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Radio, school join in project

Grant helps add broadcasting to journalism class

Posted: Sunday, January 08, 2006

A new crop of journalists is hitting the airwaves with a fresh perspective on life in Juneau.

Juneau-Douglas High School and KTOO FM public radio have partnered to add a broadcasting program in conjunction with the school's journalism class. With the help of a $5,000 grant from the Radio and Television News Directors Foundation, KTOO has provided equipment for high school students to produce news stories on campus that are later broadcast as part of the station's morning news show.

"Any time that students can have an authentic audience for their writing is valuable," said Ali McKenna, who teaches a writing-for-publication class at JDHS. "So they're writing with a real purpose, a real audience - not just for a teacher and not just for a grade."

Although the students producing the news segments are enrolled in McKenna's class, the program operates on a volunteer basis.

KTOO Radio manager Cheryl Levitt said the partnership is a great opportunity for the radio station, the high school and the community.

"Most high schools don't get the opportunity to learn this kind of medium," she said. "And for us it gives the community a really cool window into what their world is."

Levitt said the station is trying to air one student news segment a week, depending on timeliness of the stories and student workloads. Four students have had their stories aired since the program began during KTOO's Dec. 2 broadcast of National Public Radio's "Morning Edition."

Tenth-grader Tera Ross' story about the jump-rope team Juneau Jumpers was the first segment to air under the new program. Although nervous about being the first of her peers to be heard over the airwaves, Ross said the experience has been rewarding.

"I've never done hard news before and that was kind of fun," she said. "The whole broadcasting was a good experience."

But making her citywide debut as a radio journalist wasn't enough for Ross to stop living a normal teenage life.

"I didn't hear it on the radio because it was in the morning and I try to not get up in the morning," she said.

Senior Matt Callahan wrote and produced a story about avalanche safety and backcountry skiing. He said this program is giving students valuable experience in professional broadcasting.

"I guess we're ahead of people who haven't had any experience because we know how things work a little bit, and we know what the editors at the radio are looking for," Callahan said.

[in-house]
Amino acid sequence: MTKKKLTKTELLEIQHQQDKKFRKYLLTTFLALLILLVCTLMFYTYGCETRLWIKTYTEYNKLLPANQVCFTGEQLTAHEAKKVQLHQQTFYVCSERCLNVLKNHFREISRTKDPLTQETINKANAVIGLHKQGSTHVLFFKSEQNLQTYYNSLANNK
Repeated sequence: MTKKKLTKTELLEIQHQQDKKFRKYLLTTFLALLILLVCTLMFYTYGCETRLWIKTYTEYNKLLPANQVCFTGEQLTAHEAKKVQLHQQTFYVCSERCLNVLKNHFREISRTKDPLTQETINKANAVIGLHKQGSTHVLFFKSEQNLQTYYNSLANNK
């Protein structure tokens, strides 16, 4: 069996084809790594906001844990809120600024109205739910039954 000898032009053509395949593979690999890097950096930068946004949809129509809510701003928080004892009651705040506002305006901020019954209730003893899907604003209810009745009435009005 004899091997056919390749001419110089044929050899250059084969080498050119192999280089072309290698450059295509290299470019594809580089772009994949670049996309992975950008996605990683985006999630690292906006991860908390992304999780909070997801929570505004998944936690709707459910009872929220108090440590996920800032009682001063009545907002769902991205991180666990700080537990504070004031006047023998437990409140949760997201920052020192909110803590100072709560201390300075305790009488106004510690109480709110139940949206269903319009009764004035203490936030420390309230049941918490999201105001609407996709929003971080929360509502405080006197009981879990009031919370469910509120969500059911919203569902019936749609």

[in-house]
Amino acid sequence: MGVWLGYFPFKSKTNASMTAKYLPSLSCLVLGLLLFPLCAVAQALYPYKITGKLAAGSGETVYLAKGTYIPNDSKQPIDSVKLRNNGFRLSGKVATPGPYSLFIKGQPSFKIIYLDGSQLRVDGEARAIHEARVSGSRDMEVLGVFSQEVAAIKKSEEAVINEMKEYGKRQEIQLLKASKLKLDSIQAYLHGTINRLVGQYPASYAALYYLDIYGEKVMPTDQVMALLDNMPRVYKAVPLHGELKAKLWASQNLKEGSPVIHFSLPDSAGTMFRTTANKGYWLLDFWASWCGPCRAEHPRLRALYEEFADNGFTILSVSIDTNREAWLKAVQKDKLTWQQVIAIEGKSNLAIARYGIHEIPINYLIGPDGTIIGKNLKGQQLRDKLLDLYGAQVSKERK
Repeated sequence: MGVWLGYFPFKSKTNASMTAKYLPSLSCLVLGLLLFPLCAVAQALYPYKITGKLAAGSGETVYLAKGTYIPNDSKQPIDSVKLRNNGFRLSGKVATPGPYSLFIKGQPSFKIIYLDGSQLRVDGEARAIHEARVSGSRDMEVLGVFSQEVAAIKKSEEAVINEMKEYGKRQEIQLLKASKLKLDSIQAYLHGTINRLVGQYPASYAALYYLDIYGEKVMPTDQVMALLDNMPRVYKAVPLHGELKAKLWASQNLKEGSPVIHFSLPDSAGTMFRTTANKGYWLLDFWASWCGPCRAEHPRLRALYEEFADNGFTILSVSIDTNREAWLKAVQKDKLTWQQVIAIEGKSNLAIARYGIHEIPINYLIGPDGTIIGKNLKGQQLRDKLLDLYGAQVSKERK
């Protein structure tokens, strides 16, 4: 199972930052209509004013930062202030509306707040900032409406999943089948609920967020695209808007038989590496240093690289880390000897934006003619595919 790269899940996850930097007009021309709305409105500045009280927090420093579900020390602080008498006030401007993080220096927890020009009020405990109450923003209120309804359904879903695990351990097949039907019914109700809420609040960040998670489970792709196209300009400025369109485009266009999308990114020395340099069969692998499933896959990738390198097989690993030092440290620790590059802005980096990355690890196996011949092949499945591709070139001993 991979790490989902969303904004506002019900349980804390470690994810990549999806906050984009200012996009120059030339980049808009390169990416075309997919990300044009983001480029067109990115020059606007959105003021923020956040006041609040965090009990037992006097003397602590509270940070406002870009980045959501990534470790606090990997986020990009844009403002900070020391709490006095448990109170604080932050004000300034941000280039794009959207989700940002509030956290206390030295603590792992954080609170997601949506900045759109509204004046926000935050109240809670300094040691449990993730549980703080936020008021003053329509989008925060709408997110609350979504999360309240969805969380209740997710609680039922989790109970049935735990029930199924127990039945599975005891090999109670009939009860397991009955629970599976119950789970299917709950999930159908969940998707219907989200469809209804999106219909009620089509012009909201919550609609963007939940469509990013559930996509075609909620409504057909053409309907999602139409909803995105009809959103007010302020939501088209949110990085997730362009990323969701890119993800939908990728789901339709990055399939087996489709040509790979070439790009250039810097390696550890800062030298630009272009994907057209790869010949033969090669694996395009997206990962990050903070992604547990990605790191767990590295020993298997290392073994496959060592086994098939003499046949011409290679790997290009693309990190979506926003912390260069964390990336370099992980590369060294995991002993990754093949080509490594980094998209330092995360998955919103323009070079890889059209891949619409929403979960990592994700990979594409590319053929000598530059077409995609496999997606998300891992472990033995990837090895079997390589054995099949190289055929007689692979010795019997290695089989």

McKenna said the students are learning a number of skills by participating in the program, including how to conduct interviews, work with adults, reach out to the community and meet deadlines.

Kevin Gullufsen, a sophomore who produced a preview of the Crimson Bear basketball season, said learning to meet deadlines has proved to be the most difficult aspect of the program.

"It always seems like it is further away than it is, and then you will be two days before and you've got to scramble to get it all done," he said. "It really forces you to be a better time manager."

Gullufsen said student journalists have an advantage over professionals when interviewing teenagers.

"When you interview the kids they don't feel the pressure to speak really eloquently," he said. "They're on the same level as you so they feel they can speak honestly and you get good interviews that way."

Kanaan Bausler, a junior who produced a story about the progress of the new chair lift to be built at the Eaglecrest ski area, said getting a story on the air was fun but also a lot of work.

"I was pretty happy about it at first," he said. "I had to make a lot of changes and stuff so it took a long time, but I think it turned out pretty good."

McKenna said this program allows the students to be taken seriously, which in turn inspires them to do quality work.

"I don't think there are too many outlets for kids to have a voice, and have a voice that reaches such a wide audience," Levitt said. "This gives an opportunity to have that voice blasted out to, you know, potentially 11,000 people each week."



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